Fargo’s Historic Neighborhood Store Map

This morning I read a piece in the Fargo Forum about the New Urbanism movement, and how it relates to the scarcity of neighborhood stores in our present suburban, car-centric society. In short, the neighborhood store has disappeared, usurped by the supermarket and big box retailers.

While the story by Tu-Uyen Tran is interesting, and the interview with New Urbanism proponent Joe Burgum enlightening, the part that most captivated me was the accompanying map showing Fargo’s neighborhood shops from 1928 to present. The shops are color-coded by purpose, you can show or hide different overlays to represent 1928, 1948, 1968, and present day, and you can see the name and street address for each former shop. 

As someone who wrote a book about how Fargo has changed from years past, and as an unrepentant map geek, I was transfixed. If you love Fargo history as much as I do, be forewarned, you’re about to lose an hour in this map. See it here.

6 Replies to “Fargo’s Historic Neighborhood Store Map”

  1. I grew up in the fifties and lived on 15th Avenue and Tenth StreetNorth. Grew up a block away from our neighborhood store called Harry’s Market. So many great memories of the store. It is so sad that all these little stores are gone 🙁

  2. I was disappointed to find one of my favorite stores as a child missing from the map. The reason is obvious…the spot where it was no longer exists. Located just a walk across the old foot bridge from the current location of the Fargo Moorhead community theater in Linden wood park. The Boat house at the west end of 4th ave in Moorhead seems lost to history along with a few acres of Minnesota when the river was moved to its current location.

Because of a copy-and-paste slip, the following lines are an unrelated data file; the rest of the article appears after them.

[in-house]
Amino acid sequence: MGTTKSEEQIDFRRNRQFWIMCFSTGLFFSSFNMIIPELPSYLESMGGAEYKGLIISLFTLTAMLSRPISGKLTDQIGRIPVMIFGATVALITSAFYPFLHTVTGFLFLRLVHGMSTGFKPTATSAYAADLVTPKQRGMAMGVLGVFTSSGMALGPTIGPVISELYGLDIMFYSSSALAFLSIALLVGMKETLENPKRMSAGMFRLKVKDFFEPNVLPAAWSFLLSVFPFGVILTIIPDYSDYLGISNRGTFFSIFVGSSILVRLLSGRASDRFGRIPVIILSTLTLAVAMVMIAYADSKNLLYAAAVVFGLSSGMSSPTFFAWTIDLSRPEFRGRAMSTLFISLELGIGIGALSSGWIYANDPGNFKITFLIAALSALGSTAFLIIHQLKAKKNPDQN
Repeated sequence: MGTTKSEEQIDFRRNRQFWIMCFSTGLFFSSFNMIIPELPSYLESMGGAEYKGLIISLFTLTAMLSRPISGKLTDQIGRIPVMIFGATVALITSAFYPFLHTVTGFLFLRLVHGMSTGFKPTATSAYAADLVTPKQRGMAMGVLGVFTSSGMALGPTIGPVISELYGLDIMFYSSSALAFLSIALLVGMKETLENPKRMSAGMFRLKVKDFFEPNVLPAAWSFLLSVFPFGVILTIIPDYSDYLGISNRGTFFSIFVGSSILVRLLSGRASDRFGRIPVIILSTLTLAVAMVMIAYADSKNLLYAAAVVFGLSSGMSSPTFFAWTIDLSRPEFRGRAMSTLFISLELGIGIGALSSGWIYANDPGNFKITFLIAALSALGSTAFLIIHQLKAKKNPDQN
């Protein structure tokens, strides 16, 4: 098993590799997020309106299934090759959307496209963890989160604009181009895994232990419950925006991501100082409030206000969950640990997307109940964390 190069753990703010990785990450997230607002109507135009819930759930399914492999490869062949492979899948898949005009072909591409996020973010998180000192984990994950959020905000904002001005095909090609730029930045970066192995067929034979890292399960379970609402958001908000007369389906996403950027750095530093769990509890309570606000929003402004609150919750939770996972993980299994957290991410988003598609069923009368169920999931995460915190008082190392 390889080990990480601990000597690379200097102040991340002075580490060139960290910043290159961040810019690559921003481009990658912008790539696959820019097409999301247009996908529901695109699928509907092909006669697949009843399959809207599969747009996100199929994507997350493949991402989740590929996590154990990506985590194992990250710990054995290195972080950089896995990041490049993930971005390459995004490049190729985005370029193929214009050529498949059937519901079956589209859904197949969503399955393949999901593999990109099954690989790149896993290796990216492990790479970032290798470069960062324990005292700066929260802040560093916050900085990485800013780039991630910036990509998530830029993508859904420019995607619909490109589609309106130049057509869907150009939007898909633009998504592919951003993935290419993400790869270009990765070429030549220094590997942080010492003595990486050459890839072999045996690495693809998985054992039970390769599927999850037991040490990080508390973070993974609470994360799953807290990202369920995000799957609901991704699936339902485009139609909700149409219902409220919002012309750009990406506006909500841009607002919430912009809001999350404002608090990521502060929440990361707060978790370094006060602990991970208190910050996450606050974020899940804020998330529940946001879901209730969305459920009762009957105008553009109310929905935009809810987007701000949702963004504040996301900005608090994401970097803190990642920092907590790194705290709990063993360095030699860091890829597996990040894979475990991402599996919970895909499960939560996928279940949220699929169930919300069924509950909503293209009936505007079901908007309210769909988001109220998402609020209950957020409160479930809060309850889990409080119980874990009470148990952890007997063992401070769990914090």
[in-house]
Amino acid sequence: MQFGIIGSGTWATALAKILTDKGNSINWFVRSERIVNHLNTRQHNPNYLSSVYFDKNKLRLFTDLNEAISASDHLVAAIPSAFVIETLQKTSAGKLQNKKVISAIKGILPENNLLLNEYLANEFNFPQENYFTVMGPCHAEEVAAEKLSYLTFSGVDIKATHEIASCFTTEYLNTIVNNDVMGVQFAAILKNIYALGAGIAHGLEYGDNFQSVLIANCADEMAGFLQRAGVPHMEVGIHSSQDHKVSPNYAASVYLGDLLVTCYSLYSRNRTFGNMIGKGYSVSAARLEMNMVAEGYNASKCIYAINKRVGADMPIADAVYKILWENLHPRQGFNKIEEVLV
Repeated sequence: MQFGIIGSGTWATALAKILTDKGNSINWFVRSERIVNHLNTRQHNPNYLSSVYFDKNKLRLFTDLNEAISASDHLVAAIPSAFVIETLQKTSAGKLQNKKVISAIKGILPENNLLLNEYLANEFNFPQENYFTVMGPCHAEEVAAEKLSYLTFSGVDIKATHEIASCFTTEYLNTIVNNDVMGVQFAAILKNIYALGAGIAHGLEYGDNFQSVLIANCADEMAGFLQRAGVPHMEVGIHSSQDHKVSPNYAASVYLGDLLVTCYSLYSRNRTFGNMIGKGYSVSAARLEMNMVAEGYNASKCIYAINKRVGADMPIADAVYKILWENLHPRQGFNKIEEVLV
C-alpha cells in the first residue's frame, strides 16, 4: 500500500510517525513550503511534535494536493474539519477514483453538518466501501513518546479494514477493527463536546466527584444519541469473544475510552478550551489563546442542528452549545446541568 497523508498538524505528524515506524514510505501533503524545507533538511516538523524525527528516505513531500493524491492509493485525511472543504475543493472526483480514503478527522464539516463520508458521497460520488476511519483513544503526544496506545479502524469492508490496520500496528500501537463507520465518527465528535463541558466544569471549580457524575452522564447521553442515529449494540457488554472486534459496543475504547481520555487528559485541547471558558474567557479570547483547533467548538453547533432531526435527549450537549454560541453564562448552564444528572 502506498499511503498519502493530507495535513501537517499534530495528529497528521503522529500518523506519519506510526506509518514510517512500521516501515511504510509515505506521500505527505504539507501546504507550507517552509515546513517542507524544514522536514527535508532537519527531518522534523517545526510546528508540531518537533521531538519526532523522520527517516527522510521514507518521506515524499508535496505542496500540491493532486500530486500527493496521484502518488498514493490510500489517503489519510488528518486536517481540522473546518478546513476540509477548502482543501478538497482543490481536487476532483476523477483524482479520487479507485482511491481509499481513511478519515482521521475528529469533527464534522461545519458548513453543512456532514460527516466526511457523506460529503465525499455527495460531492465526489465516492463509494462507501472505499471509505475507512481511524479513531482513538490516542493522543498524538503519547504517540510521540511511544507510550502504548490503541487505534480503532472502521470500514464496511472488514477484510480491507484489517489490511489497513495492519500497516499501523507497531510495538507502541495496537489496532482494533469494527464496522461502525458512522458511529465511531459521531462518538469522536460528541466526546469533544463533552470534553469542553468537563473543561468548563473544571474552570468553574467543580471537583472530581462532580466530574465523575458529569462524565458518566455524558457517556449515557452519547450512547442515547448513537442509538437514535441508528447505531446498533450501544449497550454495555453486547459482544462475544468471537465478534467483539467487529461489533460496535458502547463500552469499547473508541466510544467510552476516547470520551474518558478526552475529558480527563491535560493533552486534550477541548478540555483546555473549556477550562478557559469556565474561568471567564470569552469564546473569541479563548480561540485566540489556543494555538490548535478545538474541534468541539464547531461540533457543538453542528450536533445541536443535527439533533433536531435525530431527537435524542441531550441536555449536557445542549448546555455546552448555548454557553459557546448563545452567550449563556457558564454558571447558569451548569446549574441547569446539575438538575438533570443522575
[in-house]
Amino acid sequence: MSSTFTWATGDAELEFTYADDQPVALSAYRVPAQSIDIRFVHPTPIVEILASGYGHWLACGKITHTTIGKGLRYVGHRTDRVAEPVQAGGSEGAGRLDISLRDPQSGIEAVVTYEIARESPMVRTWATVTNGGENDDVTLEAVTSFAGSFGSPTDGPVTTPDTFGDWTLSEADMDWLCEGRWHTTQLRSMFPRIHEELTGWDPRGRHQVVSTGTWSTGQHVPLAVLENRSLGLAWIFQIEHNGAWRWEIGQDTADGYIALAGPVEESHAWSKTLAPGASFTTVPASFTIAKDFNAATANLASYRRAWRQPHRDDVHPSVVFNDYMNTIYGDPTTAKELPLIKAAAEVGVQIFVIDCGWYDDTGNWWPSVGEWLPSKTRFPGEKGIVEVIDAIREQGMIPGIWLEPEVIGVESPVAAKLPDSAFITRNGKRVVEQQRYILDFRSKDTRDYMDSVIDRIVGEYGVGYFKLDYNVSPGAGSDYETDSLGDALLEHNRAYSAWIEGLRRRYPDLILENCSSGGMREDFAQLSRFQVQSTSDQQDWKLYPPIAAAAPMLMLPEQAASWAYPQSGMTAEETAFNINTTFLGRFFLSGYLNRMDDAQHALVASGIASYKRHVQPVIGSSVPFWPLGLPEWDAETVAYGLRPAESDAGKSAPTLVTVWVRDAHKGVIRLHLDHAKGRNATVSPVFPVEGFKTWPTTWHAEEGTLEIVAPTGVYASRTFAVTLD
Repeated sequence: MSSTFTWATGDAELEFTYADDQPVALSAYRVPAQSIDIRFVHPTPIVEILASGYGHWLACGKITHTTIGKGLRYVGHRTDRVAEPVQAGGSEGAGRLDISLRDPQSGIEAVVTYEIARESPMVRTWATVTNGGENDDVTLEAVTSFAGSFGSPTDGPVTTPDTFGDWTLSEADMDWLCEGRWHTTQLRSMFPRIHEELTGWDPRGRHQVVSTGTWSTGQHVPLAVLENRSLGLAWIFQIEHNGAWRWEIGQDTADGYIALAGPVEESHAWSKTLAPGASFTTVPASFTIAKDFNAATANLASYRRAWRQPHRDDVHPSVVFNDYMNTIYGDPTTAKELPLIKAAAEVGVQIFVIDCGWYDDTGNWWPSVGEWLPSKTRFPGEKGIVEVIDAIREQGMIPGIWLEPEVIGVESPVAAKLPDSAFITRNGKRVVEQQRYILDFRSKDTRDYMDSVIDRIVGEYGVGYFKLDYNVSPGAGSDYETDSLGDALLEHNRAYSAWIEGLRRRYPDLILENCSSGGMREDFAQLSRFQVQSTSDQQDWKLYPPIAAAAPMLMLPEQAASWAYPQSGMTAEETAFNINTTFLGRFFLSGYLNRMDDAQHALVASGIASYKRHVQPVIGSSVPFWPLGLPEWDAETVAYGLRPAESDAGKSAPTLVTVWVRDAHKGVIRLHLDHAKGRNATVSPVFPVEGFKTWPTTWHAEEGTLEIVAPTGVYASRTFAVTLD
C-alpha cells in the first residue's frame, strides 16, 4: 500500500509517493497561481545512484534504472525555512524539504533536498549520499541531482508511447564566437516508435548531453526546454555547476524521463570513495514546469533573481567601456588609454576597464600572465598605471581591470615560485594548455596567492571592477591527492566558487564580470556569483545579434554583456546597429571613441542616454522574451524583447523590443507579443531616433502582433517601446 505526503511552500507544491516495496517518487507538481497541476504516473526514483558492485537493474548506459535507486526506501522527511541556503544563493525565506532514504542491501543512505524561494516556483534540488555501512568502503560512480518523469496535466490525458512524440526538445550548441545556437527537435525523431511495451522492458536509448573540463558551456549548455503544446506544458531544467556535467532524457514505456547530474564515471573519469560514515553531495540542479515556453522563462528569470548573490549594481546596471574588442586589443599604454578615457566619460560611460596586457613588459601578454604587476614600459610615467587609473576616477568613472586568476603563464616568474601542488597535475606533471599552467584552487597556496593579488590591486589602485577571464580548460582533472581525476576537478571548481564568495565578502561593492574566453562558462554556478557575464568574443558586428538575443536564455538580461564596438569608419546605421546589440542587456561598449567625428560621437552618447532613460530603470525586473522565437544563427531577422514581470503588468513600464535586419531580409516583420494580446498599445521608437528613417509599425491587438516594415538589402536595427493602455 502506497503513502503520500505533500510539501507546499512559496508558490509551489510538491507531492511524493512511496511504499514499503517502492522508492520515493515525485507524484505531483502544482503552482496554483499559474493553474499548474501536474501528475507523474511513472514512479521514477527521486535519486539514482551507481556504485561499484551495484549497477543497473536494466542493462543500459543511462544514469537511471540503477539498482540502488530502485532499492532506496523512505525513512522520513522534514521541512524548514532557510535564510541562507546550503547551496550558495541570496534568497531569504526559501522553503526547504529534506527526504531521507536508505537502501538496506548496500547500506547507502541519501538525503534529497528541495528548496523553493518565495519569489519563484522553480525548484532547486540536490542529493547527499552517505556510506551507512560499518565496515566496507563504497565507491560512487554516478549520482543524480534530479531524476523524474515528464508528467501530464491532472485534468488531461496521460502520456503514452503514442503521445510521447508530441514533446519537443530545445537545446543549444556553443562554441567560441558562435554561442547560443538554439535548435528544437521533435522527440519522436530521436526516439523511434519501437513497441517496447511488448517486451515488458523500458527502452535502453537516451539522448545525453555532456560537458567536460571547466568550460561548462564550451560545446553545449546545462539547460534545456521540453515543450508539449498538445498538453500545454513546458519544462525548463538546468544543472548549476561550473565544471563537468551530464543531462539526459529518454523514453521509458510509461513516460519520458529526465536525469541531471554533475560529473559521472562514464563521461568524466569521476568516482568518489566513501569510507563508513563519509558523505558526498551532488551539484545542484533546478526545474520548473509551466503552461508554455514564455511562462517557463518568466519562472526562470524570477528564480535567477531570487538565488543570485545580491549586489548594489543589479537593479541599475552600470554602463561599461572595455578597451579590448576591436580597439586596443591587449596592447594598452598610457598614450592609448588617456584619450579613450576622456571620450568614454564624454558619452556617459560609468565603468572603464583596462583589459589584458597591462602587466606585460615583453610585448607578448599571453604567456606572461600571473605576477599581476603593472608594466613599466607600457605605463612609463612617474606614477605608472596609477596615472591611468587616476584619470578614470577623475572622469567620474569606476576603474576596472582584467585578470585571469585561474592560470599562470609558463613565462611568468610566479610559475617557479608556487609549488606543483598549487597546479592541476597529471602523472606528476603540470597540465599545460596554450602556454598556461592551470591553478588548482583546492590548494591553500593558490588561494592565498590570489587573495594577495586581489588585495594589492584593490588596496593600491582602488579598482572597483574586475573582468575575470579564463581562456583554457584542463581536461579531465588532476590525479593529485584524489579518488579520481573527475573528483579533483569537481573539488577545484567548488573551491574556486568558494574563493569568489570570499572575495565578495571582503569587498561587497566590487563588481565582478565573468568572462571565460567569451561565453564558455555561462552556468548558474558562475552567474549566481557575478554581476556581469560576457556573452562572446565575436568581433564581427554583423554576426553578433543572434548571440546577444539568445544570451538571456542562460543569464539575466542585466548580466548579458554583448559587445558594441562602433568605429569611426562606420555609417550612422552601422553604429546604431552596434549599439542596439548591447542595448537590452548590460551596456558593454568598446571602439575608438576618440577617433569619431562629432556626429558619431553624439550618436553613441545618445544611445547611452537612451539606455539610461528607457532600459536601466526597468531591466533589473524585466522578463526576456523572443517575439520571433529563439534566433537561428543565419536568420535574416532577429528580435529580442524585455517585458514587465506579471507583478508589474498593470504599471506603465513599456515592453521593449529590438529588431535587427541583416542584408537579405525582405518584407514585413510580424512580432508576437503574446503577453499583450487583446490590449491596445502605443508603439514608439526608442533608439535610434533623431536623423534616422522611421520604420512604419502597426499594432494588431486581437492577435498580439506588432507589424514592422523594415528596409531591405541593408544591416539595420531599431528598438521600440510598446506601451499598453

3. Something I noticed in the map: as you move forward in time, stores become more concentrated along strips instead of being distributed evenly. Distributed stores encourage walking, and don’t really make driving less convenient. I’d argue that concentrating commercial buildings in strips makes it worse for drivers too (how do you maximize traffic congestion? – you funnel cars into as few streets as possible). Most people probably don’t want to live next to a commercial area, but do most people not want to live next to a corner store? I would absolutely like a corner store next door to me.

    Another thought: I’d bet that most of the stores in the past were local. I’d bet that most of the stores now are chains.

  4. I too grew up in Fargo in the 50’s. We lived across the street from Dahls grocery store on 13th (now called University) just south of Front Street. I used to dig around in the store trash to find the giant rubber bands (I think they were used to wrap meat) and make sling shots with them.

    Later we moved to 5th Street south and I would walk down to Oaks Market and buy penny candy.

    Kids always had a lot more freedom in those days.

  5. Hrm. “Nineteenth Street Market” @ 7th Avenue North and 19th St in Fargo? Growing up in the ’70s, my grandparents lived nearby and I knew that place as “Selma’s”.

  6. I became fascinated with Fargo history in the middle 70s when I found the 1957 tornado edition of the Forum in the attic of my parents home. I was around 10 at the time and to this day can spend too much time browsing the library, NDSU and other sites looking at old Fargo. Also remember looking at the” Cynosure” which was originally the name of Fargo Central Highs school paper but that became a quarterly? mailing to alumni,my Mom is the class of 57, recalling stories along with pictures of the area. I’ll definitely be looking for your books in the future.

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